Tour de France 2020

Tour riders mourn Nice, resolved to carry on

The Tour de France, and life, "must go on" after the truck terrorism attack that left 84 dead Thursday night in Nice, France.

LA CAVERNE DU PONT-D’ARC, France (VN) — The Tour de France, and life, “must go on” after the truck terrorism attack that left 84 dead Thursday night in Nice, France.

Police report that at least 84 were killed by the driver of a truck that plowed through people on the Promenade des Anglais, who were celebrating France’s Bastille Day Thursday night around 11. The city along France’s Côte d’Azur, home of several professional cyclists, hosted the Tour de France in 2013 and annually sees the end of the Paris-Nice stage race.

[related title=”More Tour de France news” align=”right” tag=”Tour-de-France”]

The race began as usual in Bourg-Saint-Andéol on Friday after a minute’s silence before the first cyclist, Sam Bennett (Bora – Argon 18) set off on the 37.5-kilometer time trial to La Caverne du Point-d’Arc.

“I called my wife and my two children this morning because we live only 10 miles from Nice,” Frenchman Mickaël Chérel (Ag2r La Mondiale) said. “I’m very happy that they were not in Nice yesterday evening. I called two other friends who live there, to check on them, but the telephone networks are down.”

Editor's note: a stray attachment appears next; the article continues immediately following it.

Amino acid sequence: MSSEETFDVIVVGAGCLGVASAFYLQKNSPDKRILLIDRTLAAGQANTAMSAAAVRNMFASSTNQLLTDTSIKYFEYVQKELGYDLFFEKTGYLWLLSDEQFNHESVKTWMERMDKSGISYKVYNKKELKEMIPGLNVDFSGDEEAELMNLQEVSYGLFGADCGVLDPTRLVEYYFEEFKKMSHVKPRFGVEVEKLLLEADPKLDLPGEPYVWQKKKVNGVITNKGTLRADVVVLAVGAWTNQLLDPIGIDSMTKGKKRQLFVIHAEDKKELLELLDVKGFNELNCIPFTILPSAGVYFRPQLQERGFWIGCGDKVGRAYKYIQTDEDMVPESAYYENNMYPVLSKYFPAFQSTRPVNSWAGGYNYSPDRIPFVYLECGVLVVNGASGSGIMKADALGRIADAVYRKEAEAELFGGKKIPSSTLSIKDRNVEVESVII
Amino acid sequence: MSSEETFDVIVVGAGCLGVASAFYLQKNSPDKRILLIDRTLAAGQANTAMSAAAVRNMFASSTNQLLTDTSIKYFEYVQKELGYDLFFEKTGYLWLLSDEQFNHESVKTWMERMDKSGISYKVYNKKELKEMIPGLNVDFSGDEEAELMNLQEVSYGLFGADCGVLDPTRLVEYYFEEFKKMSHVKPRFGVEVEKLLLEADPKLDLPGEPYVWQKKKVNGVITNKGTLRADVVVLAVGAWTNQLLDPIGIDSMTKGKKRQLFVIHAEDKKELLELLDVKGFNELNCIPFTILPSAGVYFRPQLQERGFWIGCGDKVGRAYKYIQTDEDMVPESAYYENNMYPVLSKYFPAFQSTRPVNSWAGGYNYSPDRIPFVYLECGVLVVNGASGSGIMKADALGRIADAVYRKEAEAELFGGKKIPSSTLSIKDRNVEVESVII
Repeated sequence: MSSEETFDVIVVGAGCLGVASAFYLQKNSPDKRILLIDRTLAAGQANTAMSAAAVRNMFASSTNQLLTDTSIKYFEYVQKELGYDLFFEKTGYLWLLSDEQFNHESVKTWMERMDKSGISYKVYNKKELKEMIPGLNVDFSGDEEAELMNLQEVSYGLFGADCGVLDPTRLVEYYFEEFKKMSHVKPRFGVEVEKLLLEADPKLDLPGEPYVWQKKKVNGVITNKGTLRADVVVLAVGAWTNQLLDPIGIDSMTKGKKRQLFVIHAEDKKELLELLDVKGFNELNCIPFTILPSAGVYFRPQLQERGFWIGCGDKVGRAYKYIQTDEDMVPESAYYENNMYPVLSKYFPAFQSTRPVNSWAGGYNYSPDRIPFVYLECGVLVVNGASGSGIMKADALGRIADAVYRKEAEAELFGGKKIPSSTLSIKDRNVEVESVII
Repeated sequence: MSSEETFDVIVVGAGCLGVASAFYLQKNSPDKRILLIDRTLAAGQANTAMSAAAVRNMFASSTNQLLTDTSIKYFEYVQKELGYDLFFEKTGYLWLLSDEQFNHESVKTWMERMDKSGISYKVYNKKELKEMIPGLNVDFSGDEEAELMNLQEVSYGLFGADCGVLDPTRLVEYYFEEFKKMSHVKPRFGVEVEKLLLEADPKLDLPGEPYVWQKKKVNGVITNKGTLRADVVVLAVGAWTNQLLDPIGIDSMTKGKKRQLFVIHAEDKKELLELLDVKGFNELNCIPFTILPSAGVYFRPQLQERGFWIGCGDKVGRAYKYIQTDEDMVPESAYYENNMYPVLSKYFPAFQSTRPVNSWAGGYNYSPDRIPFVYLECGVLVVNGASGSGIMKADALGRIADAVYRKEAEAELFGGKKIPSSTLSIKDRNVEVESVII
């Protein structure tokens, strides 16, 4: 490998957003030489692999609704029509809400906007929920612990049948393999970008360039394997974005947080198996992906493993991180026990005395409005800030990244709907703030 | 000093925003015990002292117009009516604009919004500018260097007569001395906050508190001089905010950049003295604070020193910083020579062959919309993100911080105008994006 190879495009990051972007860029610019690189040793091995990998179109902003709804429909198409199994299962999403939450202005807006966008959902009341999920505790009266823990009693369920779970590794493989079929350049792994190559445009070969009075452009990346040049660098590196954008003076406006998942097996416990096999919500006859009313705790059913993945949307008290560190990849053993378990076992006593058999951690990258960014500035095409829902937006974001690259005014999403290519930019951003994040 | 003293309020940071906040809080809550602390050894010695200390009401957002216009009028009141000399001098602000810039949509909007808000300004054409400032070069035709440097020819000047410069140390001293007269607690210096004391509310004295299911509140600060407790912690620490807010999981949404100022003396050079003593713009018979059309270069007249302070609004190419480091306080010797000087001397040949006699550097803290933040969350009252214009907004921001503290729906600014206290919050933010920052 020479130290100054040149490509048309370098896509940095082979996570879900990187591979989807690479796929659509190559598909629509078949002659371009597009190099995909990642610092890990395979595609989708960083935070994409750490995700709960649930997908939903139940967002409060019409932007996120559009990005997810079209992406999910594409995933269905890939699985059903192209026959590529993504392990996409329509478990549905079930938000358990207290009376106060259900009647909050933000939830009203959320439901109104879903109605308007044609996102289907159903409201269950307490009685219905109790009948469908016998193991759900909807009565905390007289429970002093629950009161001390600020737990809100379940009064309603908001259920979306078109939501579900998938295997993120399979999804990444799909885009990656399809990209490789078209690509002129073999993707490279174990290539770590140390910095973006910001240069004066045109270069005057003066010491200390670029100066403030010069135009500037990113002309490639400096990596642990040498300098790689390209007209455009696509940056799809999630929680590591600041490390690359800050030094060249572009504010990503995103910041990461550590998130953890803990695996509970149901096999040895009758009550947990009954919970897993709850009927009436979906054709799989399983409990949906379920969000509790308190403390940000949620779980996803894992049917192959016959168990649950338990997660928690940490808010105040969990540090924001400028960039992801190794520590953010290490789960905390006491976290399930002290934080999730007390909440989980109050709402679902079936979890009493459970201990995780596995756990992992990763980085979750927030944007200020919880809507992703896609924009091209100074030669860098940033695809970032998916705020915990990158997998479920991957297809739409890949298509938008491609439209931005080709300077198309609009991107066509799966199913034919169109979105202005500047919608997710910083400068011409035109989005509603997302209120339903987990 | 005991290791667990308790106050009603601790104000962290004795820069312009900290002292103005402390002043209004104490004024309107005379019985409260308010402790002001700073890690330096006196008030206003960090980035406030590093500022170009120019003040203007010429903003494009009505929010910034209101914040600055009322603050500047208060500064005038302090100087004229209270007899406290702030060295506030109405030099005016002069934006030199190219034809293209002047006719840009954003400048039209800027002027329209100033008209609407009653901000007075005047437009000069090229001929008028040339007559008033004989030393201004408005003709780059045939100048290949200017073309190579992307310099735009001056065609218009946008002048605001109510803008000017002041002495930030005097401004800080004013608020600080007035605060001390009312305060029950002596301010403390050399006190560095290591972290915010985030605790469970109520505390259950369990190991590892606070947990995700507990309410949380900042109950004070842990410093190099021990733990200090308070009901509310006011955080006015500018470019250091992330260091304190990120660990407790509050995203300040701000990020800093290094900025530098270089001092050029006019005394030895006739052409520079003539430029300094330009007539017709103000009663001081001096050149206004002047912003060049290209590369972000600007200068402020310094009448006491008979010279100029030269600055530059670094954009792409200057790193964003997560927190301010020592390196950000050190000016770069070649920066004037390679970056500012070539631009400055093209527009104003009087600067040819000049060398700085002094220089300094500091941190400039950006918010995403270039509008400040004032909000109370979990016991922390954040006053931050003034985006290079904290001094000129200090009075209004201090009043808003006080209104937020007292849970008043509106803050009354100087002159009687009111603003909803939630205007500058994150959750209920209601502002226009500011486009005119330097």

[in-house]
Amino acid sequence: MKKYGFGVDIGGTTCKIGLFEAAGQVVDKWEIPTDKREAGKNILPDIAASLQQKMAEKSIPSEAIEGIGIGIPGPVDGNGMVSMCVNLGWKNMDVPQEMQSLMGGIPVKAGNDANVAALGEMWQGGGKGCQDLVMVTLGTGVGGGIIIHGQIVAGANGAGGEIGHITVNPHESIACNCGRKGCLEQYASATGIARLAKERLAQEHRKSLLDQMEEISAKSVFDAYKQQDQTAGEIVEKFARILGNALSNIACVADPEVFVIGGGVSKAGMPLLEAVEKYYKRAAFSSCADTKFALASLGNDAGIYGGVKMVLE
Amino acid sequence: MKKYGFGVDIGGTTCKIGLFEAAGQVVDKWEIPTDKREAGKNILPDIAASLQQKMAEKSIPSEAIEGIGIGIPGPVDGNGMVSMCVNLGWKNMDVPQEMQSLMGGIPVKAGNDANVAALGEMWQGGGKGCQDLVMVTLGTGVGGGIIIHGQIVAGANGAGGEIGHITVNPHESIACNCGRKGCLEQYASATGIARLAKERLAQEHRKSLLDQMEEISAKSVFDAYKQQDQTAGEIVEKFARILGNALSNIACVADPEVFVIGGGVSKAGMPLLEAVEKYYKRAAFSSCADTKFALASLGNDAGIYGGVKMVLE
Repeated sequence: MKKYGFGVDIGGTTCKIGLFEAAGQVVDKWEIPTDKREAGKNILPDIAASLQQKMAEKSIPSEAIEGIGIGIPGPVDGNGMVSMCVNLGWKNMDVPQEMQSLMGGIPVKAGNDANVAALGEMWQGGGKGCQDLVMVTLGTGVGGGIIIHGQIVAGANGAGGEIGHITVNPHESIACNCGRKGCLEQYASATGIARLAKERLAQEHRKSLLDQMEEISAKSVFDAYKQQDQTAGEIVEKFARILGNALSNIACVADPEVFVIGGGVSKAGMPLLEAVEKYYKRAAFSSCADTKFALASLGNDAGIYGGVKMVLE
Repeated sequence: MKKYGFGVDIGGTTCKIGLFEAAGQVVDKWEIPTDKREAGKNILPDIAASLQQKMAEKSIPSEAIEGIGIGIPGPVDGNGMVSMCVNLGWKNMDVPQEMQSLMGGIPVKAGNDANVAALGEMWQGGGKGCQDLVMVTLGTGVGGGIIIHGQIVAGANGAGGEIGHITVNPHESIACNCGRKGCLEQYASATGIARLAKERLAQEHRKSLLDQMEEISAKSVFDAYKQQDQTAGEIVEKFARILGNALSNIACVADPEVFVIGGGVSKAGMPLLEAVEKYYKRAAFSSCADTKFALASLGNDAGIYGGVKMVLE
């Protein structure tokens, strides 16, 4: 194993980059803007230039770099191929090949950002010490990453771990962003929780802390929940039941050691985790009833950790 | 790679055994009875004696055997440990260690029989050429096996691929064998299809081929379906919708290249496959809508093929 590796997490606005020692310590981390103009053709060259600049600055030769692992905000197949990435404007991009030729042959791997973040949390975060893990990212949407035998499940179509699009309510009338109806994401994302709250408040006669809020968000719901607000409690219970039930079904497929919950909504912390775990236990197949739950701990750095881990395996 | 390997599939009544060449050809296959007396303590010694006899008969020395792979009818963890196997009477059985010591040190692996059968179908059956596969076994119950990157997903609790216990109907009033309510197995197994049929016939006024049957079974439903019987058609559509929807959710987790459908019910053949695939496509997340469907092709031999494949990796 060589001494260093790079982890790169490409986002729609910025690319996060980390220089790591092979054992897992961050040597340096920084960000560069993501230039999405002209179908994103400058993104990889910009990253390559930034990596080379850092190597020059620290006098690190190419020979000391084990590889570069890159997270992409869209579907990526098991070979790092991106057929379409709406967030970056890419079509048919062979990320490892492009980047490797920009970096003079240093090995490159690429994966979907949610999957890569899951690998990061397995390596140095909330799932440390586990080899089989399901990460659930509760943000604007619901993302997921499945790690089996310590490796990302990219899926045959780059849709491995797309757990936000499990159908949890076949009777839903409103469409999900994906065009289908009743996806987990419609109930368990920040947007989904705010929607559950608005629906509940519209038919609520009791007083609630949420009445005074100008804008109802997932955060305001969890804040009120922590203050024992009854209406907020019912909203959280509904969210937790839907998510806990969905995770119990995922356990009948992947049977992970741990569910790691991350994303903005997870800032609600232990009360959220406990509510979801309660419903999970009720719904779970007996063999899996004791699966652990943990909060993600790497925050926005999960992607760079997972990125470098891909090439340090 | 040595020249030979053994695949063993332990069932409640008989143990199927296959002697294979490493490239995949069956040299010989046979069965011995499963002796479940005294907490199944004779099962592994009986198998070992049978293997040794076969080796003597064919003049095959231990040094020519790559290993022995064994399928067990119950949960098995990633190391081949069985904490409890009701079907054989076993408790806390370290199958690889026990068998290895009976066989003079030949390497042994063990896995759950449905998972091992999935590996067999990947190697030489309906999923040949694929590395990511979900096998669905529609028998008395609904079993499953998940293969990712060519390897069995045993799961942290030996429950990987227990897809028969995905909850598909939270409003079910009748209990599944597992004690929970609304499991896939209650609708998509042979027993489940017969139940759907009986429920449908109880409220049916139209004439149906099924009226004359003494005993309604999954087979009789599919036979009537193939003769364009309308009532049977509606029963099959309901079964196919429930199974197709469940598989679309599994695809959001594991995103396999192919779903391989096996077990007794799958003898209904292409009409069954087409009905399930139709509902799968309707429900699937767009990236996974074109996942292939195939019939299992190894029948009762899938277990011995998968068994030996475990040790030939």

The Tour de France already beefed up its security after the Paris attacks last November that left 130 dead. Yesterday, as Montpellier began to celebrate Bastille Day and the start of stage 12 of the Tour de France, security forces were more visible than normal. Police in plainclothes were seen with guns at their side around the buses and sign-in zone.

The truck incident in Nice only put the Tour de France further on edge.

“At a time like this, it puts everything into perceptive here for us here in the race when there was a massacre that we had in Nice yesterday,” race leader Chris Froome (Sky) said. “Those were absolutely horrific scenes, horrific scenes. My thoughts are with the French public, especially those in Nice, the families whose lost love ones and everyone’s who’s been affected by these attacks.”

“It’s difficult for everyone to race today given this heavy moment,” Chérel added. “We have to focus on the race, but it’s a tragedy.”

Yesterday, the fans on Mont Ventoux showed how vulnerable the Tour de France can be. Fans forced a motorbike to brake and that caused Froome, Richie Porte (BMC Racing) and Bauke Mollema (Trek-Segafredo) to crash. The incident was quickly forgotten this morning with the Nice tragedy, but one that the ASO will have noted.

“The organization put many gendarmerie on the roads to protect us, but only one man can cause many to die,” said Chérel. “This is the world that we have to live in now.”

“It’s difficult to be focused on the race with all of France and the world thinking of Nice,” French cyclist Jérémy Roy (FDJ) added.

“We think about the terrorism problems sometimes. Last year, I saw one man in the middle of the bunch in the last lap of the race in Paris. I was very afraid about that.

“The show must go on all over the world, but of course we need to be safe. That’s not only in cycling but for all people. We need to live free.”